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Effect of High-altitude Hypoxia Environment on Uric Acid Excretion, Desmin Protein Level in Podocytes, and Na+-K+- ATPase Activity
Corresponding Author(s) : Yi Du
Cellular and Molecular Biology,
Vol. 68 No. 6: Issue 6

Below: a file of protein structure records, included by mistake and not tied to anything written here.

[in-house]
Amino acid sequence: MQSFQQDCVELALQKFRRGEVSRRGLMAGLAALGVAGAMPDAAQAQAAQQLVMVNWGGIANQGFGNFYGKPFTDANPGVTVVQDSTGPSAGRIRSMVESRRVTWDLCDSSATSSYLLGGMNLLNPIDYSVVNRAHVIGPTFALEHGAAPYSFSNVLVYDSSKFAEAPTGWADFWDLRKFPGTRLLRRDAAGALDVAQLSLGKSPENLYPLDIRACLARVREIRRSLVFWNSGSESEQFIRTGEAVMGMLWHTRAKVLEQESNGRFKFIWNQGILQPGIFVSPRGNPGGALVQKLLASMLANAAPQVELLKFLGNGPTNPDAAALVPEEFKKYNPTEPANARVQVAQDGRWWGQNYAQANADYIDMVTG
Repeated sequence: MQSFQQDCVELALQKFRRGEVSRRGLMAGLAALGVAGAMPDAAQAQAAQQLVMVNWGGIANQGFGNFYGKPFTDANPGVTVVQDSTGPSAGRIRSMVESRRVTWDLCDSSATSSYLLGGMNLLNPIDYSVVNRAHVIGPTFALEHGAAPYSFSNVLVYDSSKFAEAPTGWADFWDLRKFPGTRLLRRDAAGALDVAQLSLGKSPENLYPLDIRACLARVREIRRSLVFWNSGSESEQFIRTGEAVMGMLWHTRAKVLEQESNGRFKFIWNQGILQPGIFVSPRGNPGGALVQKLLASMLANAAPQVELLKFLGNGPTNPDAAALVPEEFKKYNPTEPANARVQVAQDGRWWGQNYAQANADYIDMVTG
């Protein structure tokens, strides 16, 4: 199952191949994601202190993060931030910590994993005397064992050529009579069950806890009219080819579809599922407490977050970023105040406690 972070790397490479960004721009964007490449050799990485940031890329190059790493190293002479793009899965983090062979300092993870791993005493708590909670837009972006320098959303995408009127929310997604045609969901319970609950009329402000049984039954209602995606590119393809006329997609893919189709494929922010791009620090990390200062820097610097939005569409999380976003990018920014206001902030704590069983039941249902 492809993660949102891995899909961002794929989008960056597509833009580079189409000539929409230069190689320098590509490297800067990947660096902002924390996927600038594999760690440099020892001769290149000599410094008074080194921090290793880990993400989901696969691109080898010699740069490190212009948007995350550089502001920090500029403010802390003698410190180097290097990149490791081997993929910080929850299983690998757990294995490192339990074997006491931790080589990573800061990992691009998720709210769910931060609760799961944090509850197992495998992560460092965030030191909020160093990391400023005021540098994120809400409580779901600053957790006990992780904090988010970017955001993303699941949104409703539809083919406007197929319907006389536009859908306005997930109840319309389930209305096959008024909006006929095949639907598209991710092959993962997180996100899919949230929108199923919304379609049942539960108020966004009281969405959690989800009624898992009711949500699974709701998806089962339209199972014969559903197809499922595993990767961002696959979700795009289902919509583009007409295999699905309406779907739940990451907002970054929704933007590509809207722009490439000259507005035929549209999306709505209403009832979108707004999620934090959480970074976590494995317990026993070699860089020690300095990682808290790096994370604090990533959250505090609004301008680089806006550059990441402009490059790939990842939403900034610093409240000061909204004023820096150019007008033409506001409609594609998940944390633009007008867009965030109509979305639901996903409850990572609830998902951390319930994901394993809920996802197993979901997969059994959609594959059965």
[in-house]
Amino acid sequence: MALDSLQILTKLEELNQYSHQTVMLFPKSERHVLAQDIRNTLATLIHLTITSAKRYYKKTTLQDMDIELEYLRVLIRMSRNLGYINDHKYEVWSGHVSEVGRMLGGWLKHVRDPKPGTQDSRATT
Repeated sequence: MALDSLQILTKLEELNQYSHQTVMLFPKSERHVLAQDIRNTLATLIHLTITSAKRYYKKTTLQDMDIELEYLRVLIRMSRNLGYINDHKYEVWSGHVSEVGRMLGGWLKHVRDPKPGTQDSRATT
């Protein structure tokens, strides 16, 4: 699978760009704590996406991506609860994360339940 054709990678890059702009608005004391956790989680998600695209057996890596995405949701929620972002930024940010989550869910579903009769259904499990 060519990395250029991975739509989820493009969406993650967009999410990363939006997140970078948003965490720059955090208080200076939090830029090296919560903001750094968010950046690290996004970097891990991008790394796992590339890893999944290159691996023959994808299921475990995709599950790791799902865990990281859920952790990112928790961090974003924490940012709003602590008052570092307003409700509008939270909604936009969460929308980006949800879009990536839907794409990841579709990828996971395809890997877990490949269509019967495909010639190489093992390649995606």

To investigate the oxidative stress and adaptive compensation of kidneys in rats in high-altitude hypoxia environments, 20 Wistar rats (3 months) were randomly and equally grouped. The rats in the test group were fed in a low-pressure oxygen chamber, and those in the control group (controls) were fed in a normal environment. On the 5th, 10th, 20th, and 30th day, the excretion of uric acid in rats was detected by a biochemical analyzer, the level of desmin protein in rat podocytes was detected by immunohistochemistry, and the activity of Na+-K+- ATPase in rat proximal tubular epithelial cells was measured by liquid scintillation method. The results showed that with the increased time, the level of uric acid in the blood of rats in the test group increased dramatically (P<0.05). On the 30th day, the blood uric acid content of the test group was 52.33μmol/L, and that of the control group was 38.43μmol/L. The blood uric acid content in the test group was dramatically increased relative to the control group. Immunohistochemistry showed that the desmin protein in podocytes of the test group (0.14) was considerably higher than that in the control group (P<0.05). The Na+-K+- ATPase activity of proximal renal tubular epithelial cells in the test group was 611.2 pmol pi/mg protein/h, which was considerably lower than the versus control group (P<0.05). In summary, in high altitude hypoxia environment, uric acid accumulated in the body, and renal filtration and excretion ability was limited.
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